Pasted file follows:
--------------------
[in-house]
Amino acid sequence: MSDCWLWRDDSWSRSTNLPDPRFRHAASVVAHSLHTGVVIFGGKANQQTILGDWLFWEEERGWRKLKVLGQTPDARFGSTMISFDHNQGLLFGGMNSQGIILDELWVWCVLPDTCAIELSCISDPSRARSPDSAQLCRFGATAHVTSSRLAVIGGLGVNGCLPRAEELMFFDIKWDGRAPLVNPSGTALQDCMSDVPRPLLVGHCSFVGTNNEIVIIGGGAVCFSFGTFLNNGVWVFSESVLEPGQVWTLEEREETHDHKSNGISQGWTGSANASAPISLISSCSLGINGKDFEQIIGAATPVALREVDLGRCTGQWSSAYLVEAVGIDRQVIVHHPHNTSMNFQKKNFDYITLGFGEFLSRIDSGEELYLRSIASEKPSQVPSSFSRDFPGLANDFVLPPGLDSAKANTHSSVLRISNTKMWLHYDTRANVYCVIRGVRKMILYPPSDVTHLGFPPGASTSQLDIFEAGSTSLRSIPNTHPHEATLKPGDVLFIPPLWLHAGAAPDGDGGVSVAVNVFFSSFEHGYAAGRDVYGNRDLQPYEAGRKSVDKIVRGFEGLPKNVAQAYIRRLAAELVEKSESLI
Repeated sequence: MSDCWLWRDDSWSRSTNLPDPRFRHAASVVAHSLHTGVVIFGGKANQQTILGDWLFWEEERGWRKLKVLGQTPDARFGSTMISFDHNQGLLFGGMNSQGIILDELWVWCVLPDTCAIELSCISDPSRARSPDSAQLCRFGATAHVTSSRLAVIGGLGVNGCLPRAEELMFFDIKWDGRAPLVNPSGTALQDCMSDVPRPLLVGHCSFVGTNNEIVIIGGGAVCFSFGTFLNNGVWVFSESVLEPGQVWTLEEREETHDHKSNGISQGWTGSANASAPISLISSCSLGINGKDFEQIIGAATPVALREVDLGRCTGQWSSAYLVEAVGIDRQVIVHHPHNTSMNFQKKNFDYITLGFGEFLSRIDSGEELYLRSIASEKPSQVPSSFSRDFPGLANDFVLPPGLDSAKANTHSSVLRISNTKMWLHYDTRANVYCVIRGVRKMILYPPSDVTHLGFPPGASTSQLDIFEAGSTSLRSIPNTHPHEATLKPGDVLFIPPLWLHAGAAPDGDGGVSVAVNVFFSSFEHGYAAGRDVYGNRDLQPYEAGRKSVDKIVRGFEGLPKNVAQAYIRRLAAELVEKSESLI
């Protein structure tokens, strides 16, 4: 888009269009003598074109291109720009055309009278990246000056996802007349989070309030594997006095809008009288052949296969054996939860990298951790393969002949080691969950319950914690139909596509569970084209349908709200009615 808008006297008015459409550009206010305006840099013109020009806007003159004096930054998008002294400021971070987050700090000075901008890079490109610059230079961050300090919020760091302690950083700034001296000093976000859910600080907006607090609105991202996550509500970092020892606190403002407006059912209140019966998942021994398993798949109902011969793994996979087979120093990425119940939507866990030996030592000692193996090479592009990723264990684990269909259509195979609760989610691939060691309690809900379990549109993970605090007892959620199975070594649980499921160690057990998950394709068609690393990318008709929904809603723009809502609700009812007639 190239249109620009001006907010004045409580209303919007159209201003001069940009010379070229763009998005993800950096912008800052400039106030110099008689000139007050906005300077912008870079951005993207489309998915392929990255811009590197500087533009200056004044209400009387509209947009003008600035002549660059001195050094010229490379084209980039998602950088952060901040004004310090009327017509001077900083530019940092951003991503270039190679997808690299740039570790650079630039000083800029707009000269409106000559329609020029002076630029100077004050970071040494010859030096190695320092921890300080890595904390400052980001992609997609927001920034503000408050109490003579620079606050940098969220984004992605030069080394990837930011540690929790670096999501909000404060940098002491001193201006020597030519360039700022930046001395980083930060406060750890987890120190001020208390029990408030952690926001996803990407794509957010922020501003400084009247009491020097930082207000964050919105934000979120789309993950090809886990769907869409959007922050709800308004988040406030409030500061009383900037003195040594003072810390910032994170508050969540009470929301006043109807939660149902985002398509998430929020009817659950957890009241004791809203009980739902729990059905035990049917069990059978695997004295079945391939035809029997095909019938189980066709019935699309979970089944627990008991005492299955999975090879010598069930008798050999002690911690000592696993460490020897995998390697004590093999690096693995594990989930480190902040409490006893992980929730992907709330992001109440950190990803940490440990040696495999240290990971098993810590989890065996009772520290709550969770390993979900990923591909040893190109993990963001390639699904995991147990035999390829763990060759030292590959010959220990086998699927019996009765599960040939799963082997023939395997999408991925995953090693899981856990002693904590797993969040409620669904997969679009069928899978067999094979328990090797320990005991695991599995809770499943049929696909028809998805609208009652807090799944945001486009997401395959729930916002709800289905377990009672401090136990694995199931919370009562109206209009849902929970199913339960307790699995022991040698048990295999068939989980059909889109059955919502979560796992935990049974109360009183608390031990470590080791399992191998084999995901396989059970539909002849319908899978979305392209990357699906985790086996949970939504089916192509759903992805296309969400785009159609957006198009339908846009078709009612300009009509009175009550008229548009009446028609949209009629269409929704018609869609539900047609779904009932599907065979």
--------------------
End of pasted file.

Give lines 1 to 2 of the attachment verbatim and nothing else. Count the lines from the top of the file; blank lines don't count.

[in-house]
Amino acid sequence: MSDCWLWRDDSWSRSTNLPDPRFRHAASVVAHSLHTGVVIFGGKANQQTILGDWLFWEEERGWRKLKVLGQTPDARFGSTMISFDHNQGLLFGGMNSQGIILDELWVWCVLPDTCAIELSCISDPSRARSPDSAQLCRFGATAHVTSSRLAVIGGLGVNGCLPRAEELMFFDIKWDGRAPLVNPSGTALQDCMSDVPRPLLVGHCSFVGTNNEIVIIGGGAVCFSFGTFLNNGVWVFSESVLEPGQVWTLEEREETHDHKSNGISQGWTGSANASAPISLISSCSLGINGKDFEQIIGAATPVALREVDLGRCTGQWSSAYLVEAVGIDRQVIVHHPHNTSMNFQKKNFDYITLGFGEFLSRIDSGEELYLRSIASEKPSQVPSSFSRDFPGLANDFVLPPGLDSAKANTHSSVLRISNTKMWLHYDTRANVYCVIRGVRKMILYPPSDVTHLGFPPGASTSQLDIFEAGSTSLRSIPNTHPHEATLKPGDVLFIPPLWLHAGAAPDGDGGVSVAVNVFFSSFEHGYAAGRDVYGNRDLQPYEAGRKSVDKIVRGFEGLPKNVAQAYIRRLAAELVEKSESLI